A scenic illustration by Betty Schweitzer-Johnson taken from “Cloud Watchers”, written by Ethel K Coffey
Beautiful illustrations bring clarity and depth to words in a story. The presence of colorful illustrations is crucial in children’s literature. In fact, Illustrations are used as an introduction for children, into the world of books. The more vibrant and colorful the illustration, the more it can attract the interest of children and help them relate to a story. Illustrations also help identify colors, shapes, animals, and other everyday objects.
Before they ever learn to read, children respond to images in order to make sense of the world around them. Visual imagery along with rich language experiences aid in a child’s development. As a child starts to learn how to read, the illustrations in a book help build reading comprehension. When a child is having difficulty understanding a story, illustrations can often assist the child in independently figuring out the meanings of unfamiliar words. And, illustrations make a lasting impression, which often helps a child to remember the content of a story.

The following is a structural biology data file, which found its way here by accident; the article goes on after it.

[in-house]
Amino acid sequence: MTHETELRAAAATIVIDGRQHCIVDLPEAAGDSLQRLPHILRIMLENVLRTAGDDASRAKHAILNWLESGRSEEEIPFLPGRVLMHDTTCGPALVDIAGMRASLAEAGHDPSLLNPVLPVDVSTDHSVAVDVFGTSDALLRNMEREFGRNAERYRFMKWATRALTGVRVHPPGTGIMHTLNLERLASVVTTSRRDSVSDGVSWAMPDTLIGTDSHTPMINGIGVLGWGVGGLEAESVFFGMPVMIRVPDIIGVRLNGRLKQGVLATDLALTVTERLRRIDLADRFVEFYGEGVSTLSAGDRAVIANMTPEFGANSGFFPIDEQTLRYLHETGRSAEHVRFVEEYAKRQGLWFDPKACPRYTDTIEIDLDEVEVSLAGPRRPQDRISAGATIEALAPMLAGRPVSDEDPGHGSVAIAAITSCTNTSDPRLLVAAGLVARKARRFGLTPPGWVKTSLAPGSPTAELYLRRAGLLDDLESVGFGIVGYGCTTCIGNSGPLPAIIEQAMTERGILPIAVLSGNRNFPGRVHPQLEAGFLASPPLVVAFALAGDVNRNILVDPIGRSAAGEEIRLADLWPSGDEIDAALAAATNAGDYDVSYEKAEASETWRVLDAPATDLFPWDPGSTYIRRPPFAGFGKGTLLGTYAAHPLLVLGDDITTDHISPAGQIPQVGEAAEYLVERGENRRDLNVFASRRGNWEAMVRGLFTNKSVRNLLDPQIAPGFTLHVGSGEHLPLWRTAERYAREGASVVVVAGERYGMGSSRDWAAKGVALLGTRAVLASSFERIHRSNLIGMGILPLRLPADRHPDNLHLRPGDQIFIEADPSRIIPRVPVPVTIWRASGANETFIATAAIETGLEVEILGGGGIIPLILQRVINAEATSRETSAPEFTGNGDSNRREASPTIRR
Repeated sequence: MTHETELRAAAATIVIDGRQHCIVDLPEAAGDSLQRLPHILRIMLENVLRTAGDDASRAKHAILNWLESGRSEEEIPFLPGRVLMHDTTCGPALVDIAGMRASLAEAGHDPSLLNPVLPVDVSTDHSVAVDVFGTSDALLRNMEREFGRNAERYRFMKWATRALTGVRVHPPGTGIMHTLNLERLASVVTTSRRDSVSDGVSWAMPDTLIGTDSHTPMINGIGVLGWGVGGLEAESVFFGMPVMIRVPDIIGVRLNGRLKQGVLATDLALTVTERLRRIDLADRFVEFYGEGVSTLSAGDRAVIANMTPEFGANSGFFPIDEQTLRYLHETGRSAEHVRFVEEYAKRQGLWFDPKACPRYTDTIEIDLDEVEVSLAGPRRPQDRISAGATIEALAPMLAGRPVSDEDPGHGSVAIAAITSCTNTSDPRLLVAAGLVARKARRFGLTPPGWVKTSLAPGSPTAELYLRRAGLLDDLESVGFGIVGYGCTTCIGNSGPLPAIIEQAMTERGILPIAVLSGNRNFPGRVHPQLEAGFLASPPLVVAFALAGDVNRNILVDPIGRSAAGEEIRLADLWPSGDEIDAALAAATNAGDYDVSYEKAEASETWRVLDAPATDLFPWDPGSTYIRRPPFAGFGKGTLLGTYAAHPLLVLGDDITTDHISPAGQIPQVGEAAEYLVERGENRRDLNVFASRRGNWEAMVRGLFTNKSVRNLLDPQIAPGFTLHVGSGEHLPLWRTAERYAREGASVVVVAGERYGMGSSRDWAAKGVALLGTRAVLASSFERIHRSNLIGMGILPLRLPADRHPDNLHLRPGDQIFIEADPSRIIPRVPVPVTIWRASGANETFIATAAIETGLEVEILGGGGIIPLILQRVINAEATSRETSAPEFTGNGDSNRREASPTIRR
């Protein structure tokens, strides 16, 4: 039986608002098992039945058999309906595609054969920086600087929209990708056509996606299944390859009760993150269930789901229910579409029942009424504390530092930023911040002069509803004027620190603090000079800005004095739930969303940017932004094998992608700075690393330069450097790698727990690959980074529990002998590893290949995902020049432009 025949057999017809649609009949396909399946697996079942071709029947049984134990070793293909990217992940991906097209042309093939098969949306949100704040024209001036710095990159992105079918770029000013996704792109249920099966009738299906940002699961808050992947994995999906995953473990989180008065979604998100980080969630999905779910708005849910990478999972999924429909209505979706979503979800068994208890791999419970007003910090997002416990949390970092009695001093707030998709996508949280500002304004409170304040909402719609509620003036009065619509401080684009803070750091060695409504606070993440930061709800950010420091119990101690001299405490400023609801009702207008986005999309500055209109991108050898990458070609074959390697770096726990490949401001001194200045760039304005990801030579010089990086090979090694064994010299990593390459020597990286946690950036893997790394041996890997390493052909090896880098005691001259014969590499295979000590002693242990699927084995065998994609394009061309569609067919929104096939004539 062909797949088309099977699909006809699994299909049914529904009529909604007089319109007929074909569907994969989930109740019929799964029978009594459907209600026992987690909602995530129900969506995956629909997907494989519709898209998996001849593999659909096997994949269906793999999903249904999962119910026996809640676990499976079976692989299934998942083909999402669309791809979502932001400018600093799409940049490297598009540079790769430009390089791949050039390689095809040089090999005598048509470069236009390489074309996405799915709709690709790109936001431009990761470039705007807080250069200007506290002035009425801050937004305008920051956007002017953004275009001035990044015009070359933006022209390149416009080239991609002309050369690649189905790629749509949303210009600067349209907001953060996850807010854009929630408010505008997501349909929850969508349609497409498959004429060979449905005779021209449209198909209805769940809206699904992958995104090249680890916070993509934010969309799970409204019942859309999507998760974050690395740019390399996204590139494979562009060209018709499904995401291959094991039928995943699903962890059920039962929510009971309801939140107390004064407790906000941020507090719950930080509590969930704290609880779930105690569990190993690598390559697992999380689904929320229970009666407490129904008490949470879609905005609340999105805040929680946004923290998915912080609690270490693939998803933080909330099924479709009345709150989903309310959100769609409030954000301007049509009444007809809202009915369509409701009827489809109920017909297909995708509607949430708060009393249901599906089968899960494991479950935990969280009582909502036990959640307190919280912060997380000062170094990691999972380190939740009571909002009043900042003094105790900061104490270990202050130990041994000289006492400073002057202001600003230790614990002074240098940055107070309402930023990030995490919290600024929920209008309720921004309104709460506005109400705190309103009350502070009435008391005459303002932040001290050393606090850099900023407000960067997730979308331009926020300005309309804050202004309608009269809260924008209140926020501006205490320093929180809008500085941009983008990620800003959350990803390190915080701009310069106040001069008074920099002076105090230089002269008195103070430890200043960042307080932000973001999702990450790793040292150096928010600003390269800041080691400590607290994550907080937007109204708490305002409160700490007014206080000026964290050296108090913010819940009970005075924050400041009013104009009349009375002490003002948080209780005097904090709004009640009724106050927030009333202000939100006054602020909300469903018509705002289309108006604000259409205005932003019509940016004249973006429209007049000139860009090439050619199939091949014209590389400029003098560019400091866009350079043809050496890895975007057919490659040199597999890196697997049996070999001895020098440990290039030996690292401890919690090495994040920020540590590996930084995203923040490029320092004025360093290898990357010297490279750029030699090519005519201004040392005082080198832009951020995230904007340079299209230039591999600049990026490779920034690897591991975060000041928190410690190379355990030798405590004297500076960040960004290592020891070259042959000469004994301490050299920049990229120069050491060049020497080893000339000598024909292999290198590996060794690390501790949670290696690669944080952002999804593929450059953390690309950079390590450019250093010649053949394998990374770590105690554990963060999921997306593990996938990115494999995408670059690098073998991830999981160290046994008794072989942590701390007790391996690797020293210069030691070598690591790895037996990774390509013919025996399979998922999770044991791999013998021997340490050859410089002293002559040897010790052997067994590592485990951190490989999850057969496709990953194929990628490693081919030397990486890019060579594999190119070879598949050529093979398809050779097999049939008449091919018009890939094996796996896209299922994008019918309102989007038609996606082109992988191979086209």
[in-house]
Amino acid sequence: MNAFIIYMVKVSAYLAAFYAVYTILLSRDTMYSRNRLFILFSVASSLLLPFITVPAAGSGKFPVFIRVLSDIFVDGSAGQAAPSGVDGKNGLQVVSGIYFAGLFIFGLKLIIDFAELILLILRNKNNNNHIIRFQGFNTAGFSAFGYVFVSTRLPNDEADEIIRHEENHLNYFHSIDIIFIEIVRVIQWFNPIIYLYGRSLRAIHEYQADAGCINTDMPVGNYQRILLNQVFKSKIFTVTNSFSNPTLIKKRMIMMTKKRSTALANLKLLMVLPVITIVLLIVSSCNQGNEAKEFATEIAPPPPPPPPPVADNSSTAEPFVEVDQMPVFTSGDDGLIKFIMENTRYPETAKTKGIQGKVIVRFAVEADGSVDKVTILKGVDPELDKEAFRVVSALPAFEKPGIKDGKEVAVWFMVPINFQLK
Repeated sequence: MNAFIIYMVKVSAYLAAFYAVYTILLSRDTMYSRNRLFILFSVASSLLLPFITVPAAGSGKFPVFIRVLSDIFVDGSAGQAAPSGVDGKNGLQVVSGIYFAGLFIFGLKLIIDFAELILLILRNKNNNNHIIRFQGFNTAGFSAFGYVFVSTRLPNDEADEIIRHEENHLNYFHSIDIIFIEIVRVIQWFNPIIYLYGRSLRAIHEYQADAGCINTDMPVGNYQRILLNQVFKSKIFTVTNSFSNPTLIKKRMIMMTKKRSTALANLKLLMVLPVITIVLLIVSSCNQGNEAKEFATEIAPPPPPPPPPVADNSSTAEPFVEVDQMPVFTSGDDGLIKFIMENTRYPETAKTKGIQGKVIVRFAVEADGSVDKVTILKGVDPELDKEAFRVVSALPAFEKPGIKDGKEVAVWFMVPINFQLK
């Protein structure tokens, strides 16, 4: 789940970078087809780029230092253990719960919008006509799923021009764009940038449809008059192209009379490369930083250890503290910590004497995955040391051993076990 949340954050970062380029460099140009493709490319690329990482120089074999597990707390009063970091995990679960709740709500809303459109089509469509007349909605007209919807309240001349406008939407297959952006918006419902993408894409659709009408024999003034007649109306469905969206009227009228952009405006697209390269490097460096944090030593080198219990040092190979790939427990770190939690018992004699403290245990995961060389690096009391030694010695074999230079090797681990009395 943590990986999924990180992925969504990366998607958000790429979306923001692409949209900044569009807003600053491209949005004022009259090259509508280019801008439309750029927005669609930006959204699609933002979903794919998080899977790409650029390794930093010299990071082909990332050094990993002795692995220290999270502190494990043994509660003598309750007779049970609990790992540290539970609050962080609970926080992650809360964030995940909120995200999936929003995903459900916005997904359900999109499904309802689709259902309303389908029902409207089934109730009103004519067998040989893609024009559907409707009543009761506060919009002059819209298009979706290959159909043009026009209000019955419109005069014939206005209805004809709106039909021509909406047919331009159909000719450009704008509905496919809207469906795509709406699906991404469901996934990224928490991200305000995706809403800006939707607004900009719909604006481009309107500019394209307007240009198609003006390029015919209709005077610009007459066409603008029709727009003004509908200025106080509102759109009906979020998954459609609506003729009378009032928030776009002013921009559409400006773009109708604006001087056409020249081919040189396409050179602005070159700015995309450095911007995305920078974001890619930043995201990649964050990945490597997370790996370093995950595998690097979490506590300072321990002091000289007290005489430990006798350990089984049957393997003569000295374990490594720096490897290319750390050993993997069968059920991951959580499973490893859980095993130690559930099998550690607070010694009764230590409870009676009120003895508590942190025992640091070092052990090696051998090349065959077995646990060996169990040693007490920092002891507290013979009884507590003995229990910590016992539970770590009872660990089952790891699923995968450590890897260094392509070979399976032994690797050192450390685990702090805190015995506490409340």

The short attention span of a young child, as well as limited vocabulary and world knowledge, place special demands on illustrations. Distinct illustrations help clarify the development of plots and characters so that fewer words and less complex syntax can be used.
Illustrations enrich, reinforce and amplify a story. They capture the attention of young readers. Good illustrations bring a story to life and can motivate children to become lifelong readers.